Academic journal article Centro Journal

Between Dissidence and Good Neighbor Diplomacy: Reading Julia De Burgos with the FBI

Academic journal article Centro Journal

Between Dissidence and Good Neighbor Diplomacy: Reading Julia De Burgos with the FBI

Article excerpt

Biographical portraits of Julia de Burgos often record two details of her spotty employment history in quick, seemingly innocuous succession (Rodríguez Pagán 1985: 166). First, from summer 1943 to September 1944, she worked as a contributor and later as the editor of the Cultural Page for Pueblos Hispanos, a Spanish-language weekly edited by Puerto Rican writers Juan Antonio Corretjer and Consuelo Lee Tapia in New York City. Second, she relocated to Washington D.C. along with her new husband, the musician Armando Marín, where she worked from September 14, 1944 until May 18, 1945 as a clerk in the Audit Section of the Budget and Finance Division of Nelson Rockefeller's federal agency, the Office of the Coordinator of Inter-American Affairs (CIAA). The first of these interludes has been studied in some detail, while the second has not (Pérez-Rosario 2013). This essay fills in several missing particulars, and in so doing seeks to answer a simple question: under what circumstances could Burgos have worked successively for Pueblos Hispanos and CIAA, given that the two organizations were devoted to largely incompatible ideologies, with oppositional views on the status of Puerto Rico in hemispheric political thought?

The incompatibility and outright antagonism between Pueblos Hispanos and CIAA requires some emphasis. At CIAA, policy toward Puerto Rico was an aggravating admixture of colonial administration and general neglect, a policy it occasionally sought to ameliorate with the cultural diplomacy initiatives it sponsored-most notably, the contentious 1941 First Inter-American Writer's Conference, headlined by Archibald MacLeish and William Carlos Williams (Putnam 1941b: 7). By contrast, Pueblos Hispanos, edited by Corretjer, the Secretary General of the Puerto Rican Nationalist Party, openly agitated against the rhetorical gestures of hemispheric solidarity and mutual understanding that comprised CIAA protocol. The newspaper's mission statement promoted solidarity among the colonias of minority Hispanics in the U.S., immediate independence for Puerto Rico and the liberation of the Philippines, the end of racial and religious discrimination, organized labor throughout the hemisphere, and the antifascist legacy of Spanish Republicanism (Corretjer and Lee Tapia 1943-1944). Allied with Earl Browder, Secretary General of the Communist Party of the United States of America (CPUSA), who Corretjer and Pedro Albizu Campos befriended while cellmates in the federal penitentiary in Atlanta, Pueblos Hispanos was the CPUSA's most significant venue in the Latino community. Accordingly, at its founding, Pueblos Hispanos was greeted with approbation almost nowhere besides Samuel Putnam's regular "Good Neighbor" column in The Daily Worker (1943b: 7). There, Putnam advertised it in contrast to what he often derisively called "The Rockefeller Committee" (1941e: 3-5). In all, Pueblos Hispanos militated, deeply and continually, on behalf of a laborite, interethnic, Nationalist counter-imaginary to what Browder called CIAA's "diplomatic fiction" of hemispheric solidarity (Browder 1942: 219). Although the June 1941 Nazi invasion of the Soviet Union turned coalitional antifascism into a proxy for anticolonialism in many quarters of international Communism and Good Neighbor diplomacy alike, Puerto Rican Nationalists associated with Pueblos Hispanos often chose not to defer their independence claims to CIAA's liberal antifascism.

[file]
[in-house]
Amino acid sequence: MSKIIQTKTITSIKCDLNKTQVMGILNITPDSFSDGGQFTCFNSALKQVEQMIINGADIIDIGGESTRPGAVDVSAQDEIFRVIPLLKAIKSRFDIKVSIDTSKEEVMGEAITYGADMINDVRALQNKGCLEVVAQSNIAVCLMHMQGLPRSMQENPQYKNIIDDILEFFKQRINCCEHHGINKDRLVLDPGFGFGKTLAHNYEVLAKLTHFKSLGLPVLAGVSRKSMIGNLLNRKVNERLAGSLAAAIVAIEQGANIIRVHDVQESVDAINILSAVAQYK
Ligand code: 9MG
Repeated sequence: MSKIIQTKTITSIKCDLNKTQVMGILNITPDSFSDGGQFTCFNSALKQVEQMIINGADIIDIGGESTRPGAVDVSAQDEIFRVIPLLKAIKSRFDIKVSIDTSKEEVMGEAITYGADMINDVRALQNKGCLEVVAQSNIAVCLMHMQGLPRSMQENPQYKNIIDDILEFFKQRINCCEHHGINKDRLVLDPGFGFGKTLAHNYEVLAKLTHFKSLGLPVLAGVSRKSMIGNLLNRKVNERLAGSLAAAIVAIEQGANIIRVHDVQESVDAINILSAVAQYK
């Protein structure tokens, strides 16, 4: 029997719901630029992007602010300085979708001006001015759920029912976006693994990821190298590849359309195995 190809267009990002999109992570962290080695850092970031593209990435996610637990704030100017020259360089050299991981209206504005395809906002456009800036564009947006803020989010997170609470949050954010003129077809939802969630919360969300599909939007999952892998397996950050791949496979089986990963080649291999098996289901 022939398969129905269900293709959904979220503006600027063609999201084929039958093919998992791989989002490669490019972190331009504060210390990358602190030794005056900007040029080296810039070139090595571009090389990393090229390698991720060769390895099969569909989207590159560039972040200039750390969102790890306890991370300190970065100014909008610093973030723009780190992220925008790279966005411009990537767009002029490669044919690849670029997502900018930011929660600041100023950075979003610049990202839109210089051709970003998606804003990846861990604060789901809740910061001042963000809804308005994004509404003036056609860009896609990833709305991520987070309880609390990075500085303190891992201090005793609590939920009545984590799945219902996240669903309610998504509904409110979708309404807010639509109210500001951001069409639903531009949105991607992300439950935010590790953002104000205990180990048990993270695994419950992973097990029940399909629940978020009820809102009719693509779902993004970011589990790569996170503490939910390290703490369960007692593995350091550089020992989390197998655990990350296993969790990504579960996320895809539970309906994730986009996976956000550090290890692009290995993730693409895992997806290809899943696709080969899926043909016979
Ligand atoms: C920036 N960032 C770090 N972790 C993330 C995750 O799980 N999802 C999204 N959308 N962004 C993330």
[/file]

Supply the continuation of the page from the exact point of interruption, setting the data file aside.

That Burgos worked for both Pueblos Hispanos and CIAA thus raises unresolved biographical questions, which remain open due to the sparse record of Burgos's time in Washington, the city she famously described in a forlorn letter to her sister Consuelo as "la capital del silencio" (Burgos 1945). Possibly, her application to CIAA owed only to the modest necessity of finding work. Her low-level position as one of approximately 825 CIAA employees in Washington (among a total of 1,285 full-time employees across the hemisphere) lends credence to this thesis, but it should not disallow us from inquiring into her ideological agency within the government bureaucracy. …

Search by... Author
Show... All Results Primary Sources Peer-reviewed

Oops!

An unknown error has occurred. Please click the button below to reload the page. If the problem persists, please try again in a little while.